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Discover why hemorrhoids occur and how they can be treated.

What are hemorrhoids?

Hemorrhoids, also known as piles, occur when veins in the anus or lowest part of rectum become swollen. Some hemorrhoids are asymptomatic, but they can cause bleeding, itching, pain, and discomfort.

Internal hemorrhoids occur within the lower rectum and typically do not cause pain. They appear in the form of a grape-likemass (called a prolapsed hemorrhoid) that can sometimes extend outside of the anus.

External hemorrhoids develop beneath the skin surrounding the anus. These can be uncomfortable and even painful if a blood clot forms in them.

Causes of hemorrhoids

There are a few common contributing factors for hemorrhoids. Extended time sitting on the toilet adds pressure to the rectal and anal veins as does straining during bowel movements. Individuals with chronic constipation or diarrhea also increase risk for hemorrhoids.

During pregnancy, the growing uterus can add pressure on the rectal and anal veins, leading to hemorrhoids. Likewise, obesity can increase pressure on the veins making hemorrhoids more likely.


Symptoms of hemorrhoids can include:

  • Small amounts of bright red blood on toilet paper or in the toilet following the passing of very hard or large stool.
  • Irritation or itching near the anus.
  • Pain, sensitivity, or discomfort.
  • Intermittent swelling around the anus.
  • Mucous discharge from a prolapsed hemorrhoid extending from the anus.


Talk to your doctor about diagnosis if bleeding during bowel movements occurs frequently or if you have severe pain. One test they might perform is a digital examination; this is when the doctor inserts a gloved finger into the rectum to feel for abnormalities. For internal hemorrhoids, the anoscope, proctoscope, or sigmoidoscopeare procedures that provide additional insight. In some cases, a full colonoscopy may be done if there are possibilities for digestive diseases or high risks for colorectal cancer.


There are lifestyle changes that can help regulate bowel movements, soften stool, and prevent constipation. The following suggestions can reduce the occurrence of hemorrhoids:

  • Increase fiber intake.Beans, bran, fresh fruits, and whole grains are examples of high fiber foods that can be added to your diet. Ideal daily intake is 25 to 30 grams of fiber. Other options include over-the-counter fiber powders, such as Citrucel or Metamucil. Small increases in the amount of fiber intake prevents gas and bloating.
  • Regular exercise. Walking approximately 20 minutes each day can improve bowel regularity.
  • Drink plenty of liquids.Drinking 6-8 glasses of water can soften stool.
  • Establish a bowel movement schedule. Consistently sitting on the toilet at the same time each day can help to train your digestive system. However, long periods of sitting are discouraged. Also, it is important to respond quickly to signs you are having a bowel movement.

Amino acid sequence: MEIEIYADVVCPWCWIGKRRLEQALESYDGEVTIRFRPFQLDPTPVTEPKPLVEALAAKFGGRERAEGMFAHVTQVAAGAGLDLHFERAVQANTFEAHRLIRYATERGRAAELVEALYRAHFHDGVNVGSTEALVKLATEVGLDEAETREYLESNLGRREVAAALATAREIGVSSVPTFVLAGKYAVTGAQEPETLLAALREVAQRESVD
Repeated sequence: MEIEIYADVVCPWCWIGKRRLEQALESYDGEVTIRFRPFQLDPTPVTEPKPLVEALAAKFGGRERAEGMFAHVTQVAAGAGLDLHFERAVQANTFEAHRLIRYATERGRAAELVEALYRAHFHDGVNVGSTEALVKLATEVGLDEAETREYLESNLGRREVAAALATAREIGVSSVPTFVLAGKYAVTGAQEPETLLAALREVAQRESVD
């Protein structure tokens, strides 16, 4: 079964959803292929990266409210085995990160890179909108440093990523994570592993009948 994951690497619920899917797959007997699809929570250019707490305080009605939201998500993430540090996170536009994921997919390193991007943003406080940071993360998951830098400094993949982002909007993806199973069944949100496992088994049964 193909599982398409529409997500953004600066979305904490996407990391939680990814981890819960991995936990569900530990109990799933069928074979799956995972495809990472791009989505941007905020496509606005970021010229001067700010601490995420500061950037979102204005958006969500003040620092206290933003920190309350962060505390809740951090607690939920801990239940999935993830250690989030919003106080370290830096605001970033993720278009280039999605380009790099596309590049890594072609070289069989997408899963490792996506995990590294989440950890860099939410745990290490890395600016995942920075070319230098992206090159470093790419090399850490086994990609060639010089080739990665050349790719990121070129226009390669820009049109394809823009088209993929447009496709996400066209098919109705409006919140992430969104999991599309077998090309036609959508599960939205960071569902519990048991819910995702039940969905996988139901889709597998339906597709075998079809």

Home remedies are often effective in relieving the inflammation, swelling, and pain associated with hemorrhoids. They include:

  • Topical treatments. Hemorrhoid cream or suppositories are available over-the-counter. Witch hazel pads are recommended to numb the area.
  • Soaking in warm baths. If hemorrhoids are uncomfortable, sitting in a tub of plain warm water for about 15 minutes can help reduce discomfort and inflammation. This can be done 3-4 times each day. It also keeps the rectal area clean, but drying the area is important following each bath.
  • Oral pain relievers. Tylenol, Advil, aspirin, or ibuprofen can offer temporary relief from pain or discomfort.
  • Clean anal area. Showering or bathing daily exposes the skin around the anus to warm water. Using perfume and alcohol-free moist towelettes or wipes also keeps the anal area clean after passing stool.

For more severe cases of internal hemorrhoids, the doctor can use other treatments including:

  • Rubber band ligation. A common office procedure of placing a rubber band around the base of an internal hemorrhoid. This cuts off circulation and shrinks the hemorrhoid.
  • A chemical treatment injected into the hemorrhoid or the surrounding area. The reaction shrinks the hemorrhoids by intervening in the blood flow in the hemorrhoid.
  • Coagulation therapies. Use of infrared light to burninternal hemorrhoids.

Other surgical operations may be necessary. A hemorrhoidectomy is an operation that is effective in treating internal and external hemorrhoids but can be painful. Stapling is a less painful surgical alternative that staples the hemorrhoid, blocks blood flow, and removes the hemorrhoid tissue.


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